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Published: November 15th 2009
One of Dali city's Buddhist temples
This week I started to worry that I hadn't blogged recently, and I didn't really have any material I felt like writing about. But, I told myself not to be too concerned, because new things always pop up here. I was sure something would come along soon, and I was right. Be careful what you wish for...
I have a history of losing my wallet. It happens a couple times a year, and disaster usually ensues. Banks, insurance companies, Visa, the Massachusetts RMV, they must know my name by now from all the cards I've replaced. So it was only reasonable to expect that my wallet would go missing in China, and I was prepared for it. Kind of.
I was on my way to the gym to meet a friend, but I got there early. Lazy creature that I am, I thought I'd wander through some street shops rather than start my workout early. While I was wandering, I bumped into a man walking in the other direction. This happens all the time in China. I looked at him over my shoulder, and he was looking back at me. This happens all the time in China, too, since
Bronzeworker in Lijiang
One of Lijiang's many craftsmen, this bronzemaker sells 90% of his traditional Naxi bronzework to tourists.
I kind of stand out. So I didn't think anything of the encounter until I realized that my wallet was... missing.
So my wallet had been pick-pocketed. I felt the first signs of panic rumbling somewhere behind my stomach. My hands tingled and my palms started sweating. A string of inappropriate curses raced through my mind. Credit card, ATM card, driver's license, insurance cards, gym card, bike parking passes... the list was long. But the first thing I had to do was immediately replace the swipe-card I use to enter my apartment building so I could access my apartment. I speed-dialed my real estate agent, who probably dreads seeing my number show up on his phone by now, and explained I needed a new card.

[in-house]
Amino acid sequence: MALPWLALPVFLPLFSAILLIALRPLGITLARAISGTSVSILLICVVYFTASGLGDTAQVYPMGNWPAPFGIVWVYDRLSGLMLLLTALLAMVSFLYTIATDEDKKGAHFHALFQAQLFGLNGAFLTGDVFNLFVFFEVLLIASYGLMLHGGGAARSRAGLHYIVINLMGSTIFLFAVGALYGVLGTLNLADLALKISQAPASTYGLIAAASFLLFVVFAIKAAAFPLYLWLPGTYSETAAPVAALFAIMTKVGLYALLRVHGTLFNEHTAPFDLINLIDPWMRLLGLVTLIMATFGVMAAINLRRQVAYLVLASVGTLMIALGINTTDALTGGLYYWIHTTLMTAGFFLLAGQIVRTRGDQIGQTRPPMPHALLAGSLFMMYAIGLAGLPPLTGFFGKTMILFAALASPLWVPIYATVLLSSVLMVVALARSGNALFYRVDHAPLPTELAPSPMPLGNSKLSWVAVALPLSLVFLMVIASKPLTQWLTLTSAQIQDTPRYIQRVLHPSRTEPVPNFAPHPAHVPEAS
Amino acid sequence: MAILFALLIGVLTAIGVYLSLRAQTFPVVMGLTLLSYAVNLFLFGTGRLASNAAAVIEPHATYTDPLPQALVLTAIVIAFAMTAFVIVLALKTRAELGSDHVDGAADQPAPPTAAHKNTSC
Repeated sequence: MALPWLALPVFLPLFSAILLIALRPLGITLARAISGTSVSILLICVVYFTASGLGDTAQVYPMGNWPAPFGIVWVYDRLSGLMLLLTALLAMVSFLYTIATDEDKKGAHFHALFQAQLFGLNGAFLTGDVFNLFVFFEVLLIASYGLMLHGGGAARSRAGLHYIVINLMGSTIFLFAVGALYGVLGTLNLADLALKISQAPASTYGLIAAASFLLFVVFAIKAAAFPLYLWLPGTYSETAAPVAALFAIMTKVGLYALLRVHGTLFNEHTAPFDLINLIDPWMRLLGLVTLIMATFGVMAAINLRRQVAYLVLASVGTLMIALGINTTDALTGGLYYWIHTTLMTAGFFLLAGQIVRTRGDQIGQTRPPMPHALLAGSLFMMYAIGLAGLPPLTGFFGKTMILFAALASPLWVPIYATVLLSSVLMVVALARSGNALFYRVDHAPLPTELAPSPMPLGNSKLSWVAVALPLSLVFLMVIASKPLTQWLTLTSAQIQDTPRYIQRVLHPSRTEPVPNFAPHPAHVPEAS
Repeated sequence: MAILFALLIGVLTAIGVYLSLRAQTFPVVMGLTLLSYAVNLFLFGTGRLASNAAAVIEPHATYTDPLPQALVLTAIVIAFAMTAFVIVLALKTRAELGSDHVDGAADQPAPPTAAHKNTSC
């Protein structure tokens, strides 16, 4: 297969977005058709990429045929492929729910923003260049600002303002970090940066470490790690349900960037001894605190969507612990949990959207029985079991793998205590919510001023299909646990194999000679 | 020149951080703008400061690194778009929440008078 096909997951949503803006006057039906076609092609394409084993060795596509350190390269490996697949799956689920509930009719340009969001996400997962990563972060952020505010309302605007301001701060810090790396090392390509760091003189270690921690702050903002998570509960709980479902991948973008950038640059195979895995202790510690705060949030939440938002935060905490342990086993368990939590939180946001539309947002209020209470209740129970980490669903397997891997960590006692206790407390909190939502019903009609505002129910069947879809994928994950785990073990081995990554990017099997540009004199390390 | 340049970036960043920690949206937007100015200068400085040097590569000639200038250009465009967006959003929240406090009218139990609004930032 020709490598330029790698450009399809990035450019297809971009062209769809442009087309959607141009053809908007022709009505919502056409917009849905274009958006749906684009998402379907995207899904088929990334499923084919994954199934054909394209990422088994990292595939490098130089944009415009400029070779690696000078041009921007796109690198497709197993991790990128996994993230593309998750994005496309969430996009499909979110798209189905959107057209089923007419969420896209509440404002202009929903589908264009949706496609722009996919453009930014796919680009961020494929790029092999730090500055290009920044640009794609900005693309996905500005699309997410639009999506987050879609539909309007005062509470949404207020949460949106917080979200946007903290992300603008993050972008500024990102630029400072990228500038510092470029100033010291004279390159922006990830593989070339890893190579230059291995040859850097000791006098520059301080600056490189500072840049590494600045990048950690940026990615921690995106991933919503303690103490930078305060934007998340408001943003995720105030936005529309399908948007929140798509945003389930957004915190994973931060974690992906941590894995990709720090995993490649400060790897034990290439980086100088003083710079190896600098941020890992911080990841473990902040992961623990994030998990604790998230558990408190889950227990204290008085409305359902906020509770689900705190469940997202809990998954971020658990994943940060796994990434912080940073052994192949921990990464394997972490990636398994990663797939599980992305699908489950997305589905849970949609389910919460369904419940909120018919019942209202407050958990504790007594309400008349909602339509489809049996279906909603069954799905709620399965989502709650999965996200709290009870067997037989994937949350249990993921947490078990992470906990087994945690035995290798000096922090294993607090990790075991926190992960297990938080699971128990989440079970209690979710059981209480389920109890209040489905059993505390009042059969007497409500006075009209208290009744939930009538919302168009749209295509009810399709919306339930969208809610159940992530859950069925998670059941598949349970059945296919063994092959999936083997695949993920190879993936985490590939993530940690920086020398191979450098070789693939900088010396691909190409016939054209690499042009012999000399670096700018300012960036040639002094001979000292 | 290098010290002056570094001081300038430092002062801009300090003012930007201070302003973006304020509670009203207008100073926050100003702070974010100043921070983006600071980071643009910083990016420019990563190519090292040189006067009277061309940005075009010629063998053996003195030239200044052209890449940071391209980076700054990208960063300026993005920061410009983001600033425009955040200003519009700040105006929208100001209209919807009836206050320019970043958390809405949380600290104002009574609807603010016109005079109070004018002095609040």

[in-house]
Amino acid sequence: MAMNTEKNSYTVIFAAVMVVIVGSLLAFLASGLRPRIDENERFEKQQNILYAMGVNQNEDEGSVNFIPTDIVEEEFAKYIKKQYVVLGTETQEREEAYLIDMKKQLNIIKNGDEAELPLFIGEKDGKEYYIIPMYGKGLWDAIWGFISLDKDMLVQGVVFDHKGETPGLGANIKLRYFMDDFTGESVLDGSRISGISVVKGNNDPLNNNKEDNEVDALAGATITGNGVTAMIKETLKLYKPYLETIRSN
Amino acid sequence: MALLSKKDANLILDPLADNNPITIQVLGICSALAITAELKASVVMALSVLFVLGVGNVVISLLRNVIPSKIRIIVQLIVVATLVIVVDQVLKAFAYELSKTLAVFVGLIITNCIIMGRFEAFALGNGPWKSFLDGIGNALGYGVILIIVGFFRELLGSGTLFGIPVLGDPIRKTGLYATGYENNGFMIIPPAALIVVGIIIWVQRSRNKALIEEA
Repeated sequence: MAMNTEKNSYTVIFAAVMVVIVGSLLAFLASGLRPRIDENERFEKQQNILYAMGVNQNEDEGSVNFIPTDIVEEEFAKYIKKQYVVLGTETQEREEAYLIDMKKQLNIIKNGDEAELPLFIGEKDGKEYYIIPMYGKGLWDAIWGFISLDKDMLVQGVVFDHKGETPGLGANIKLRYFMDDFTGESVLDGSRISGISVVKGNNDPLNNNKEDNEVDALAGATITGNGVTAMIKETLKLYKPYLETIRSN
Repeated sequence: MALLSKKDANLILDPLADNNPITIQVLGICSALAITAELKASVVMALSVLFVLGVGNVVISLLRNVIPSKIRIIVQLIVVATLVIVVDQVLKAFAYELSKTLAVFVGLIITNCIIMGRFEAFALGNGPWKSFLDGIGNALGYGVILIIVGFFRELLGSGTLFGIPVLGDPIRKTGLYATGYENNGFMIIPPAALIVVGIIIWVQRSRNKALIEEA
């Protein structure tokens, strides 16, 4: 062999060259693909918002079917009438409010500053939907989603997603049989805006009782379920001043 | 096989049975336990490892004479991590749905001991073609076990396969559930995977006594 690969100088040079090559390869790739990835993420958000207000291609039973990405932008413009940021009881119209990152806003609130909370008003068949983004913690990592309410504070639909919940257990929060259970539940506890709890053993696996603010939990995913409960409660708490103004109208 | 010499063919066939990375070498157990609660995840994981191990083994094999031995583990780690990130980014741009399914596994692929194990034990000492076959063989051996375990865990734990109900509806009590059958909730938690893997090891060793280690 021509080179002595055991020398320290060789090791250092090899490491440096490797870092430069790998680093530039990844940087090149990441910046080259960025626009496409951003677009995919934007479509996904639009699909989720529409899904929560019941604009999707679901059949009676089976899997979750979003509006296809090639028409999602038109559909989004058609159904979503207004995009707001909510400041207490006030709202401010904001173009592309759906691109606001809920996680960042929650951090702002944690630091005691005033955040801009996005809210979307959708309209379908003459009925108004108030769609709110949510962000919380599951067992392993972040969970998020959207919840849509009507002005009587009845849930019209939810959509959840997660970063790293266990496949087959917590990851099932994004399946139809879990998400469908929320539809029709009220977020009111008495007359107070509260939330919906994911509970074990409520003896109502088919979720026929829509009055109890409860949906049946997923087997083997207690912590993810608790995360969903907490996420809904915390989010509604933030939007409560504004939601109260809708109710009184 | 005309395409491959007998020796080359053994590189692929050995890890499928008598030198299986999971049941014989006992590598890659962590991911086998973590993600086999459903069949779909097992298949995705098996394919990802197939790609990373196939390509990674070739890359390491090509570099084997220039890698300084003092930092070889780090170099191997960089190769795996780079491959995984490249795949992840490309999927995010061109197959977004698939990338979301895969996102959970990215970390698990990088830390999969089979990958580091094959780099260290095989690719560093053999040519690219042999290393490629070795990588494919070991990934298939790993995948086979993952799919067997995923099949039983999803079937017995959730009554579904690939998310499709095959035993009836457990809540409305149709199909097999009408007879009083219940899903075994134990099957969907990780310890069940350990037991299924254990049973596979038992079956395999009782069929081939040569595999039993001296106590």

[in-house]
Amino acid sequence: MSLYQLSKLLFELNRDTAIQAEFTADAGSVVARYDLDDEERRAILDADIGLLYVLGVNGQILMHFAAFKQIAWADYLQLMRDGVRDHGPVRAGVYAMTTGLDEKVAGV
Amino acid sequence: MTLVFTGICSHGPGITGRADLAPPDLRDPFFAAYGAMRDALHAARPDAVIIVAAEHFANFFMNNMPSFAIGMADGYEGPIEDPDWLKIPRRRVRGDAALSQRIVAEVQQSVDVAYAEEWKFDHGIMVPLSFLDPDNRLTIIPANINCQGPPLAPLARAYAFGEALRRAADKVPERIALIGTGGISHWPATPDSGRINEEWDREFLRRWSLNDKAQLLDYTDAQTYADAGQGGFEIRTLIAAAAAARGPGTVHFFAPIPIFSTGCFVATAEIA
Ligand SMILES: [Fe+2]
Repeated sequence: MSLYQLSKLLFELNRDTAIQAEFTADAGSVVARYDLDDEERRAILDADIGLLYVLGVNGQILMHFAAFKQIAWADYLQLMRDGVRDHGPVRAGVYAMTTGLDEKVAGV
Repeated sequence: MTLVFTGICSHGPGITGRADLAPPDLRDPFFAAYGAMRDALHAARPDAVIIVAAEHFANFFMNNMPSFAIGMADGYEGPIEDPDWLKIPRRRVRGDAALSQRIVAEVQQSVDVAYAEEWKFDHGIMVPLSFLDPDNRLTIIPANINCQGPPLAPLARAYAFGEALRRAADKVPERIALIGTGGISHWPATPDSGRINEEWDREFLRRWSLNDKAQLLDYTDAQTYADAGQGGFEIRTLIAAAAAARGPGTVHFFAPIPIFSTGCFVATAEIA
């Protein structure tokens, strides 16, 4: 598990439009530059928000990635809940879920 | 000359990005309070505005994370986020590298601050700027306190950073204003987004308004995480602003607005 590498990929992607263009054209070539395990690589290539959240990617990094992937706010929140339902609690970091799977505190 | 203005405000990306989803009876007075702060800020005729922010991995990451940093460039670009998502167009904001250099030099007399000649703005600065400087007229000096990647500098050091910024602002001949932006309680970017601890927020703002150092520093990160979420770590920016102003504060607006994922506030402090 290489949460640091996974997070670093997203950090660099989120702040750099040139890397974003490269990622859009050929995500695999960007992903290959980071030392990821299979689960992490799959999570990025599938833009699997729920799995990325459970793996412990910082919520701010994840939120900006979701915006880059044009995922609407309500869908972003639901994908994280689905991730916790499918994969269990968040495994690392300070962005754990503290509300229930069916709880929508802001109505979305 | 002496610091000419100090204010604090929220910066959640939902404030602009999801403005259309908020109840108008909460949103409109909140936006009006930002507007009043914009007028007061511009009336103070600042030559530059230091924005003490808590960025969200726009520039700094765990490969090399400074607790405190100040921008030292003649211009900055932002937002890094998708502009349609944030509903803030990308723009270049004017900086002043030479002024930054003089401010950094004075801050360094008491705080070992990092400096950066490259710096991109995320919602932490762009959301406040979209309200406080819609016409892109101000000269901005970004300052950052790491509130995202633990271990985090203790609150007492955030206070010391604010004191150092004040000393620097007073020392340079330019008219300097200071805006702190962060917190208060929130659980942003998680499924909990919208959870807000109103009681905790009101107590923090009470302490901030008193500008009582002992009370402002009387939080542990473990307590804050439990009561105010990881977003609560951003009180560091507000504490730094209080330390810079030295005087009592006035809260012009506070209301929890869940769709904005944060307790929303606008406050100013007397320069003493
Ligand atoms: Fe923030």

"Xiao Di, a thief stole my wallet today. I need to get a new building entry card."
"Oh, that's kind of inconvenient."
"What do you mean?"
"It will take a month. The office is closed. You can't order a new card until December."
"A month? That's totally unacceptable. How do I get into my apartment?"
"It will take a month. The office is closed."
"Again, how do
Black Dragon Pool
The famous park in Lijiang, with Jade Dragon Snow Mountain in the background
I get into my apartment?"
"Well, see, it's not very convenient. It will take a month. The office is closed."
Now, there are worse things in this world than losing a building entry card. It's important to handle this type of thing with the poise and maturity befitting a responsible adult. So I calmly went to work on searching for another solution.
HAHAHA you didn't really believe me, did you?
I threw a complete and total fit. Xiao Di is not my favorite person to begin with, and this totally put me over the edge. Like a 6-year old throwing a tantrum, I screamed my little head off at Xiao Di, eventually losing the ability to speak Chinese, and threw a slew of English at him through the phone receiver. I (almost) felt bad for him. Then I cried, and then I raged, and then I realized there was absolutely nothing I could do about it. I reminded myself I am 8,000 miles from home, and if the offices are closed, well, gosh darnit, the offices are closed. There's not a thing to be done.
Solution: I will be bothering the security guards constantly, every day,
Tiger Leaping Gorge
One of the views during a two-day trek through Tiger Leaping Gorge, one of the deepest in the world.
over the next month to let me into my building. Maybe they'll get so sick of me that they'll complain to the office about taking so long to replace building entry cards. And the moral of the story: if you get to the gym early, don't procrastinate by going shopping.
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